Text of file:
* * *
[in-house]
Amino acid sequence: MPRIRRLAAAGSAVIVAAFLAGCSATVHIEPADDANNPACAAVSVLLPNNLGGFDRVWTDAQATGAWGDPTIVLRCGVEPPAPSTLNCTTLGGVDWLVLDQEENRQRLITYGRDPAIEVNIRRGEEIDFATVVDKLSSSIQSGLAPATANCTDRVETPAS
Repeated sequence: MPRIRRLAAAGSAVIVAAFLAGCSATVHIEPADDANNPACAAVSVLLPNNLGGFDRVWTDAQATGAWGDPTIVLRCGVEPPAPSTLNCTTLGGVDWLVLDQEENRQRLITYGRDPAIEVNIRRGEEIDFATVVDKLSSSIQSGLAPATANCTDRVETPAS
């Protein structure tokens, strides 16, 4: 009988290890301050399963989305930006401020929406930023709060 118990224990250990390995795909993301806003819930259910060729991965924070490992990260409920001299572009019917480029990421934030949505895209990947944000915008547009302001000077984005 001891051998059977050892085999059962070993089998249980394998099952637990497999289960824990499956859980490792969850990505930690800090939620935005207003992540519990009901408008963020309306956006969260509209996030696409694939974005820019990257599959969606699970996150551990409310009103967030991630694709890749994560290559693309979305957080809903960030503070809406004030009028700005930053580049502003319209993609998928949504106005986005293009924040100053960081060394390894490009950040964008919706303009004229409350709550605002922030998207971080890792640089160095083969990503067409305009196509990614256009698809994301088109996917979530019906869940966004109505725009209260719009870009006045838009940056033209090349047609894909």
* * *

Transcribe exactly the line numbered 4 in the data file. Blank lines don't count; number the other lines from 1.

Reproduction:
């Protein structure tokens, strides 16, 4: 009988290890301050399963989305930006401020929406930023709060 118990224990250990390995795909993301806003819930259910060729991965924070490992990260409920001299572009019917480029990421934030949505895209990947944000915008547009302001000077984005 001891051998059977050892085999059962070993089998249980394998099952637990497999289960824990499956859980490792969850990505930690800090939620935005207003992540519990009901408008963020309306956006969260509209996030696409694939974005820019990257599959969606699970996150551990409310009103967030991630694709890749994560290559693309979305957080809903960030503070809406004030009028700005930053580049502003319209993609998928949504106005986005293009924040100053960081060394390894490009950040964008919706303009004229409350709550605002922030998207971080890792640089160095083969990503067409305009196509990614256009698809994301088109996917979530019906869940966004109505725009209260719009870009006045838009940056033209090349047609894909």